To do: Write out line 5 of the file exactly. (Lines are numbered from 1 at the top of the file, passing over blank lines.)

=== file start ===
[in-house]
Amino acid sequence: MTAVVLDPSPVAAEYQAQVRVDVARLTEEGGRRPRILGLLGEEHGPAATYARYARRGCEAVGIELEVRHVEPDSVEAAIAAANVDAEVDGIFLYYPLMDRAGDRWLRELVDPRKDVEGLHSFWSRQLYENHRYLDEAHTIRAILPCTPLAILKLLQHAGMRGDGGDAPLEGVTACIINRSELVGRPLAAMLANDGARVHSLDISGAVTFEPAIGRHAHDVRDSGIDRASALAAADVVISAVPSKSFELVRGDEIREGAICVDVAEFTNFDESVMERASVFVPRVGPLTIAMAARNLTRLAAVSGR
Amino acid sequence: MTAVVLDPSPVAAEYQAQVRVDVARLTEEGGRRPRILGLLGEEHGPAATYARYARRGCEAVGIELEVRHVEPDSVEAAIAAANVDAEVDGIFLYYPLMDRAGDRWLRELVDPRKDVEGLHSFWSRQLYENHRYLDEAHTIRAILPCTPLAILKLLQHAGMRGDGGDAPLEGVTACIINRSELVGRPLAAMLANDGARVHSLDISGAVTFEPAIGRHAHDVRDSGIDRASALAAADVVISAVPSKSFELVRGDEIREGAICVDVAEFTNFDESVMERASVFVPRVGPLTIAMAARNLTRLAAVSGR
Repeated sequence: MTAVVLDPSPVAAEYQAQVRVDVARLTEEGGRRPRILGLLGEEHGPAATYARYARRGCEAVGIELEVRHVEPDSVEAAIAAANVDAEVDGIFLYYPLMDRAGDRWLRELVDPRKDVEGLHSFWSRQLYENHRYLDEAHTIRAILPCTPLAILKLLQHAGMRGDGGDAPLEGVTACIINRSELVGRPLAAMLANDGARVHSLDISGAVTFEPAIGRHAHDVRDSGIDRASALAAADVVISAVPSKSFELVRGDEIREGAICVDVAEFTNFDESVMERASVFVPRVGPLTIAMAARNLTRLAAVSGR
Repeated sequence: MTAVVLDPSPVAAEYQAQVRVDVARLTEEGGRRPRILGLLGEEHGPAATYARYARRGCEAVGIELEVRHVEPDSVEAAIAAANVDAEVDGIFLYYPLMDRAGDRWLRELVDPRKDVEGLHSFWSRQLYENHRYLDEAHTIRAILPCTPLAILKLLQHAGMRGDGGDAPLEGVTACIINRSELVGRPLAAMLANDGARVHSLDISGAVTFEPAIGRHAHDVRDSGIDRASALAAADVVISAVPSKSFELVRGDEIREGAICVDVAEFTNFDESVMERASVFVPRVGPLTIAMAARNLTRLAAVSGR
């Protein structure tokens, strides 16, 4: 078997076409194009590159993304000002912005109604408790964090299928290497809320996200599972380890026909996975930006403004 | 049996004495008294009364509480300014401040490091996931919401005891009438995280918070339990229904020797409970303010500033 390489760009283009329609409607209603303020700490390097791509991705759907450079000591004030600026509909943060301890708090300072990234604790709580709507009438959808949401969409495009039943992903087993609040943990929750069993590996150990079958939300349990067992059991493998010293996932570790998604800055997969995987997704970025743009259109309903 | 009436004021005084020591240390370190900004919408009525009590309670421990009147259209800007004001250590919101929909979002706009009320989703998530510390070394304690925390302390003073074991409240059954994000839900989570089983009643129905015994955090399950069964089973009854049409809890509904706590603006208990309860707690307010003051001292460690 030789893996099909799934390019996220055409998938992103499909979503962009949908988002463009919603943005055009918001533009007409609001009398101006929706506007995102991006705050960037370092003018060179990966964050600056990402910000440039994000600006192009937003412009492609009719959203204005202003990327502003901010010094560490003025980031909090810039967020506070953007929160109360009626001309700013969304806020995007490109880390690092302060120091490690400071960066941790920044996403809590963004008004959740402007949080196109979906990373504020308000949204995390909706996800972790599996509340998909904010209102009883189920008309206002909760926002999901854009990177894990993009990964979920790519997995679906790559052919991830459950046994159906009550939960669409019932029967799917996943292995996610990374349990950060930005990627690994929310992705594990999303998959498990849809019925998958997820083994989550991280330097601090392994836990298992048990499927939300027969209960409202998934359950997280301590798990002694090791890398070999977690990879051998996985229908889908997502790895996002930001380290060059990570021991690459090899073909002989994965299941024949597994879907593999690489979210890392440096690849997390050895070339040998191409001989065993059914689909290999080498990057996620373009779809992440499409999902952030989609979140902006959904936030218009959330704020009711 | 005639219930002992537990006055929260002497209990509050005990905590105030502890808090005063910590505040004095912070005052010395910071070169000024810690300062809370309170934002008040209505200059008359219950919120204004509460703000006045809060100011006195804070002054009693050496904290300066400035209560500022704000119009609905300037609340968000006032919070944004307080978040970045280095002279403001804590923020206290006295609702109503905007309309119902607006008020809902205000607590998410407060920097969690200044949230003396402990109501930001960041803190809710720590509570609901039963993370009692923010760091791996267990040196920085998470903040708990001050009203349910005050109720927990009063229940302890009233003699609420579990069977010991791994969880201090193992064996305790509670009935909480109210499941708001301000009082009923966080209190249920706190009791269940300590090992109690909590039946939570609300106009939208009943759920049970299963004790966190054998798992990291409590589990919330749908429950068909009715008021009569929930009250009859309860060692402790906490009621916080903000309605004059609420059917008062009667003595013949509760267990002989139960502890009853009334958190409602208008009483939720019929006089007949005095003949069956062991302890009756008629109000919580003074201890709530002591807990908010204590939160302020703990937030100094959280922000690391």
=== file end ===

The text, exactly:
Repeated sequence: MTAVVLDPSPVAAEYQAQVRVDVARLTEEGGRRPRILGLLGEEHGPAATYARYARRGCEAVGIELEVRHVEPDSVEAAIAAANVDAEVDGIFLYYPLMDRAGDRWLRELVDPRKDVEGLHSFWSRQLYENHRYLDEAHTIRAILPCTPLAILKLLQHAGMRGDGGDAPLEGVTACIINRSELVGRPLAAMLANDGARVHSLDISGAVTFEPAIGRHAHDVRDSGIDRASALAAADVVISAVPSKSFELVRGDEIREGAICVDVAEFTNFDESVMERASVFVPRVGPLTIAMAARNLTRLAAVSGR